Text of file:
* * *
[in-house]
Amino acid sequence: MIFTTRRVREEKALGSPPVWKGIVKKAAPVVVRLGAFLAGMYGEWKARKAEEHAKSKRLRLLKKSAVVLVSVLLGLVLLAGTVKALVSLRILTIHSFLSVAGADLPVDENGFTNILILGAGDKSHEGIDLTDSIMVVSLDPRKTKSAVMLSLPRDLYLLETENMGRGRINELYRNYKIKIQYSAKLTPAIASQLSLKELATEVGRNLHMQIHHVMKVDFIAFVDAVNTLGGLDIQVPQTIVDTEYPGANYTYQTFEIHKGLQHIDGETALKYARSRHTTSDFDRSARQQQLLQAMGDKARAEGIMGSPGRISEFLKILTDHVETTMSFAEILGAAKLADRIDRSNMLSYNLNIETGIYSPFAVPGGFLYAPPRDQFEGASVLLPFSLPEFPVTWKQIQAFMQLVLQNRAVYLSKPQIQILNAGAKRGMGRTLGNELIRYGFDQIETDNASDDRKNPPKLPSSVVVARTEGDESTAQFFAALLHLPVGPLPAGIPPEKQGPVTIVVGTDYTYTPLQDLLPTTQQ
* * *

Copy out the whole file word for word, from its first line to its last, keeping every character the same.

[in-house]
Amino acid sequence: MIFTTRRVREEKALGSPPVWKGIVKKAAPVVVRLGAFLAGMYGEWKARKAEEHAKSKRLRLLKKSAVVLVSVLLGLVLLAGTVKALVSLRILTIHSFLSVAGADLPVDENGFTNILILGAGDKSHEGIDLTDSIMVVSLDPRKTKSAVMLSLPRDLYLLETENMGRGRINELYRNYKIKIQYSAKLTPAIASQLSLKELATEVGRNLHMQIHHVMKVDFIAFVDAVNTLGGLDIQVPQTIVDTEYPGANYTYQTFEIHKGLQHIDGETALKYARSRHTTSDFDRSARQQQLLQAMGDKARAEGIMGSPGRISEFLKILTDHVETTMSFAEILGAAKLADRIDRSNMLSYNLNIETGIYSPFAVPGGFLYAPPRDQFEGASVLLPFSLPEFPVTWKQIQAFMQLVLQNRAVYLSKPQIQILNAGAKRGMGRTLGNELIRYGFDQIETDNASDDRKNPPKLPSSVVVARTEGDESTAQFFAALLHLPVGPLPAGIPPEKQGPVTIVVGTDYTYTPLQDLLPTTQQ